All of that said, it's not *too*much different than the situation at comparable schools.  Maybe HLS is a little better on this front, but then you're competing with an assload of students to get those two profs' attention.  At least here, there is the freedom to formulate what you're missing out on.  And admittedly, with all of the Kiwi Camara drama and the fact that no profs are good role models for what I want to do...ehh...well, I'm on the negative swing at the moment.  I think that in the end I still would have come here though.  And the caliber of the students DEFINITELY helps make up for what the institution itself is sorely lacking.

Interesting. Do you think the caliber of students at yale is significantly different than the caliber of students at Harvard? In your opinion is there an obvious difference? I've been wondering about this lately.

I don't go to HLS, but I'd have to say YES.  When I visited the law schools it was quite apparent.  HLS students are just as smart as YLS students; some are smarter.  But generally, YLS students have done more interesting things with their time.  YLS students did not get in because they got lucky and got a 177--there's a deeper reason they got here. Makes life a lot cooler.

(I'm already prepared to get blasted by some HLS troll but I am too hurried to soften this language! :))

2Lacoste

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Re: Yale Law
« Reply #415 on: March 08, 2006, 01:36:42 PM »
what kind of public interest/social justice curriculum do they have? I was looking at the website and it seemed pretty sparse; not a program or journal title with the word "race" in it, for instance. Lots of stuff seems to have an international focus, or environmental...which is great...but I was just curious if there's anything more up my alley (which is like...social inequality, racial/economic justice, etc). For instance, would you say they can compare to HLS in this regard?

Here's the truth.  There is not much institutional dedication to race as a social justice issue. Friends have tried to start a journal on race and the law and met with cool reception from high-ups in the administration.  Race scholarship, but especially critical race scholarship, is looked upon as being less scholarly than other types of scholarship (esp. case-parsing and, of course, the hegemonic law and economics.)

All of that said, it's not *too*much different than the situation at comparable schools.  Maybe HLS is a little better on this front, but then you're competing with an assload of students to get those two profs' attention.  At least here, there is the freedom to formulate what you're missing out on.  And admittedly, with all of the Kiwi Camara drama and the fact that no profs are good role models for what I want to do...ehh...well, I'm on the negative swing at the moment.  I think that in the end I still would have come here though.  And the caliber of the students DEFINITELY helps make up for what the institution itself is sorely lacking.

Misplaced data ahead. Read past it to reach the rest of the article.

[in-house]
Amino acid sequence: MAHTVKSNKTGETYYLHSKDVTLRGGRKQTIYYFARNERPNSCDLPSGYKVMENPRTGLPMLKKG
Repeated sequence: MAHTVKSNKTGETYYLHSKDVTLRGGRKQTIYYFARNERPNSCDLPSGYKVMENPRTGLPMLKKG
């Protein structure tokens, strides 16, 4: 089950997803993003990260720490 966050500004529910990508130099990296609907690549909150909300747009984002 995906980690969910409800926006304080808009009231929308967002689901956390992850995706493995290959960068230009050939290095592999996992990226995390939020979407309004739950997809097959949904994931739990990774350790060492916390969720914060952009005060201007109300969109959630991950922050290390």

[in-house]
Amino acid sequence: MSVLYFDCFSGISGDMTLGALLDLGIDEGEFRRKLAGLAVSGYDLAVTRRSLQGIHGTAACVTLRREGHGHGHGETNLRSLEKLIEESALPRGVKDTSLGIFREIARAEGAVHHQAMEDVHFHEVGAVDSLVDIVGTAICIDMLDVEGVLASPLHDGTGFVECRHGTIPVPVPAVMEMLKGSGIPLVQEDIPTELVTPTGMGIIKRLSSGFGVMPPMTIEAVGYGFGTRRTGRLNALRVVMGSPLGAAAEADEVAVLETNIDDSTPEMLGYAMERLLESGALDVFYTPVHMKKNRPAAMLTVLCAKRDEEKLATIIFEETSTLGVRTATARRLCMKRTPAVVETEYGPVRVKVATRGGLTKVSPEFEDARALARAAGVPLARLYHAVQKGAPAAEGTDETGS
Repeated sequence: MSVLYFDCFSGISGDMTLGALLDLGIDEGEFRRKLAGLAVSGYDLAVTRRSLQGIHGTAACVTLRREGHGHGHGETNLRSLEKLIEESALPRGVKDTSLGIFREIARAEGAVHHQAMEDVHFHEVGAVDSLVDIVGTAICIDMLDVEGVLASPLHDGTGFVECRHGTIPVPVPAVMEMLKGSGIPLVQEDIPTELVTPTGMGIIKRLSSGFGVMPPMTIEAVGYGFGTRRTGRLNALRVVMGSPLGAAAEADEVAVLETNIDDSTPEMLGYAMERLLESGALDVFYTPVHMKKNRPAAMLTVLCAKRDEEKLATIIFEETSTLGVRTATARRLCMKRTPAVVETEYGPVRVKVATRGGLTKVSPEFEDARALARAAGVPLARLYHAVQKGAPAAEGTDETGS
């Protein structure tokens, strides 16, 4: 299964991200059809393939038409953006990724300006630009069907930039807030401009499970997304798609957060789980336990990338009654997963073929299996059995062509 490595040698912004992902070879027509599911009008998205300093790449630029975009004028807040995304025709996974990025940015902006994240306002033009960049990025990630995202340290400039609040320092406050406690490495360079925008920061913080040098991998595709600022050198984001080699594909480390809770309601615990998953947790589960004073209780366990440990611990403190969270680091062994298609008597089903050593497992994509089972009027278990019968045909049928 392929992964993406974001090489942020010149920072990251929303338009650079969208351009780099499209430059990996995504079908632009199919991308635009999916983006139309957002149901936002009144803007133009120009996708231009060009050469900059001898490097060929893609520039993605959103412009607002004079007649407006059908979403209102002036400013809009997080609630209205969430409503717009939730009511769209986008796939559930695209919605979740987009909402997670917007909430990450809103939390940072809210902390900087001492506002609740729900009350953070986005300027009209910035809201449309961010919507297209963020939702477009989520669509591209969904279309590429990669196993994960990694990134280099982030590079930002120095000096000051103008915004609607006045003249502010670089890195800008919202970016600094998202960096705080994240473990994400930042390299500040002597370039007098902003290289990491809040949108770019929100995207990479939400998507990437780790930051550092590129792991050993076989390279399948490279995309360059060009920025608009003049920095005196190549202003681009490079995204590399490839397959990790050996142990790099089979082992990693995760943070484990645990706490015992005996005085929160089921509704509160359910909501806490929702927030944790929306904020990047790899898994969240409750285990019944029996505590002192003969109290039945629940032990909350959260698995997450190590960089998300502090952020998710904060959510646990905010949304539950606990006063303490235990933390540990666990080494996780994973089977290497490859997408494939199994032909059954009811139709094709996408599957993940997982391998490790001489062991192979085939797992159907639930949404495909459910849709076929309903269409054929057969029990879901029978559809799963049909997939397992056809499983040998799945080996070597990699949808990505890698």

Interesting. Do you think the caliber of students at yale is significantly different than the caliber of students at Harvard? In your opinion is there an obvious difference? I've been wondering about this lately.

I don't go to HLS, but I'd have to say YES.  When I visited the law schools it was quite apparent.  HLS students are just as smart as YLS students; some are smarter.  But generally, YLS students have done more interesting things with their time.  YLS students did not get in because they got lucky and got a 177--there's a deeper reason they got here. Makes life a lot cooler.

(I'm already prepared to get blasted by some HLS troll but I am too hurried to soften this language! :))

BLAST!  If I can persuade a Truman or two to come to HLS over YLS, we'll have cool people too!   ;D

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Re: Yale Law
« Reply #416 on: March 08, 2006, 01:40:15 PM »
Although I definitely need to be reading Property, I will quickly add on to what Mobell said:

Yes, the caliber of students is different at YLS.  Caliber does not equal intelligence.  There are smart people at both places, and one might argue that Harvard, since it consists of 600+ people per class, has more intelligent people.  But, when you consider that Yalies tend to be very accomplished both academically and from a holistic perspective, and when you consider that 90+% of the school consists of these people (whereas at Harvard, they are more spread out), you definitely get a very different caliber of students.  If you can imagine it, Yale is both a very intense and very laid-back place.

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Re: Yale Law
« Reply #417 on: March 08, 2006, 02:54:21 PM »
what kind of public interest/social justice curriculum do they have? I was looking at the website and it seemed pretty sparse; not a program or journal title with the word "race" in it, for instance. Lots of stuff seems to have an international focus, or environmental...which is great...but I was just curious if there's anything more up my alley (which is like...social inequality, racial/economic justice, etc). For instance, would you say they can compare to HLS in this regard?